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Beer permit measure tabled by city

A verbal joust with one of his fellow alderman prompted Rick Barnes to storm out of City Hall and be absent on a vote on the contentious Smokin’ in McMinnville beer permit that still hangs in limbo.
His hasty departure from City Hall came after an exchange between him and fellow Alderman Ben Newman over Barnes not attending a past meeting concerning the selection of a new city administrator. The exchange happened during a committee meeting prior to the scheduled meeting of the full board of mayor and aldermen.
It was during the full meeting that the vote on the beer permit, requested by Junior Auxiliary, was to be held. And, it was Barnes who held the swing vote since the first vote ended in the tie when Billy Wood was not present on June 24.
Wood has publically said he will vote for issuing the permit. With his vote, along with those of Ben Newman, Jimmy Haley and Barnes, all of whom voted for issuing the permit during the first vote on June 24, the measure would have passed. However, the assumed 4-3 majority passage of the issue was nixed by Barnes’ departure. Newman, whose comment had led to Barnes leaving in the first place, suggested putting off the vote since Barnes had left.
“Rick Barnes isn’t here and I want to wait for the full board to be here,” said Newman.
Wood, whose absence in the first meeting caused the need for the second vote, did a quick search for Barnes before a vote was taken either way.
“I don’t know where he went,” said Wood. “He was here.”
When Barnes couldn’t be located, it was decided to schedule the vote for July 22. The board all voted in favor of moving the vote with the exception of Jimmy Bonner. He voted against giving Junior Auxiliary the permit during the first vote last month.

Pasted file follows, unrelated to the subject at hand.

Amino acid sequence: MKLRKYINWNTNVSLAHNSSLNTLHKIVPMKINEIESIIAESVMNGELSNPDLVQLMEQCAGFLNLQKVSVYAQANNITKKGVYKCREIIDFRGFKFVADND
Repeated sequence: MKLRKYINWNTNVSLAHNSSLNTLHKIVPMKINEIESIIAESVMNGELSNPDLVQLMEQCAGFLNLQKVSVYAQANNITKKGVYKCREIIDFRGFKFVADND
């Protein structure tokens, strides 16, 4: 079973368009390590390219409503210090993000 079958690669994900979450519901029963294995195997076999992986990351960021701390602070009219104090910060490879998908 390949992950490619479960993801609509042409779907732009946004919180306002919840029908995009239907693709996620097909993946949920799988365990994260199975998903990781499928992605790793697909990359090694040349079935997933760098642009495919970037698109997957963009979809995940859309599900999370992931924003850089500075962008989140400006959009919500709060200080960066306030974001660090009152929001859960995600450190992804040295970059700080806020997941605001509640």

It was after the board meeting that it was learned what had transpired between Barnes and Newman had prompted his departure. During and immediately following the committee meeting, Barnes expressed irritation at a statement made by Newman in regard to aldermen missing the interview process during the city’s failed attempt to hire a new city administrator.
“I also see that as a board it’s hard to come to a consensus on a city administrator,” said Newman during the committee meeting that brought Barnes’ ire. “Some folks don’t wish to show up for any of the interviews, phone interviews and personal interviews. It’s hard to come to a consensus when that happens.”
Barnes was absent for those interviews and took exception to his colleague’s finger pointing.
“Some of us have set hours in our jobs,” said Barnes. “We have to be there and we really don’t have a lot of choice in that. That could be the reason that some people don’t come to these odd meetings. I think everyone knows I work five days a week, from 7 a.m. to 3:30 p.m., so I get sick of hearing it thrown up that I didn’t come to the meeting.”
Barnes left City Hall immediately following the exchange.


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